Morningstar analyst Dan McNeela has gone one step further than just taking Janus off a proprietary short list of untrustworthy mutual fund providers. In a recent column on Morningstar’s Web site, McNeela heaped praise on the asset manager for implementing new internal procedures aimed at deterring market timers from accessing its funds.

Last year, Morningstar blasted Janus and a handful of mutual fund companies that settled with securities regulators for concealing deals permitting a small group of institutional investors to violate market-timing rules. McNeela now praises Janus’s decision to part company with a small group of senior executives who reportedly had advanced knowledge of the company’s improprieties and kept quiet on the matter. Mark Whiston stepped down as CEO last month and subsequently paved the way for additional reform in Janus’ corporate hierarchy.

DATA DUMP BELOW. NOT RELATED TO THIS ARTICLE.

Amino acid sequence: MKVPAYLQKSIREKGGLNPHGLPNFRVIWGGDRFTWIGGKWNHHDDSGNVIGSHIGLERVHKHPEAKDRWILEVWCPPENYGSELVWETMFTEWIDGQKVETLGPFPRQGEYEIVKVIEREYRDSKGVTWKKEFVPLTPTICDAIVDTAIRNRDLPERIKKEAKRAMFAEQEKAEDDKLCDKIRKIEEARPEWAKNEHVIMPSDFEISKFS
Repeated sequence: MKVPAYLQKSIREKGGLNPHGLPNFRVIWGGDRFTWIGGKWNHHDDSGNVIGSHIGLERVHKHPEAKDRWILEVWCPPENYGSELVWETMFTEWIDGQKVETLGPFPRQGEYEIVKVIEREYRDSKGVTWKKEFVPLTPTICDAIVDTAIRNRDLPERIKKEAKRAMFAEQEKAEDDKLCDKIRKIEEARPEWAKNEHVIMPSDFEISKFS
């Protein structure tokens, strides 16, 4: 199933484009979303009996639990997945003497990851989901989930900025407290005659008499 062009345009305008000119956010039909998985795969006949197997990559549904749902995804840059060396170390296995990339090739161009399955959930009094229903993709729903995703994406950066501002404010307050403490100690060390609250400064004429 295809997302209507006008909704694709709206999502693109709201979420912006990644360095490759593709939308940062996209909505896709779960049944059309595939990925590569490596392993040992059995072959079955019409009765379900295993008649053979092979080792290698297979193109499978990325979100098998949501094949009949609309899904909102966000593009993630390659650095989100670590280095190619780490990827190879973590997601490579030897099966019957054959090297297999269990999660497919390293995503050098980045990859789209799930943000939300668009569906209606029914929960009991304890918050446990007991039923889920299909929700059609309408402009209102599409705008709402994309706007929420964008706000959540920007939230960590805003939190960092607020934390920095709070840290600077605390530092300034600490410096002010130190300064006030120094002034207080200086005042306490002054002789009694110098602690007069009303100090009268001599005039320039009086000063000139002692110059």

Janus also earned new respect from Morningstar in March by implementing new redemption fees ranging from 1% to 2% and hiring an outside firm to beef up its fair value pricing mechanisms. The latter move was an additional step toward fending off market timers seeking to enrich themselves by trading on stale prices.

McNeela further credits Janus for regenerating its brain trust – diminished by the recent departures of investment strategists Helen Young Hayes, Warren Lammert and Sandy Rufenacht – by hiring portfolio managers Gibson Smith, David Corkins and Minyoung Sohn. Janus also recently drafted Gary Black from Goldman Sachs to become the firm’s new chief investment officer.

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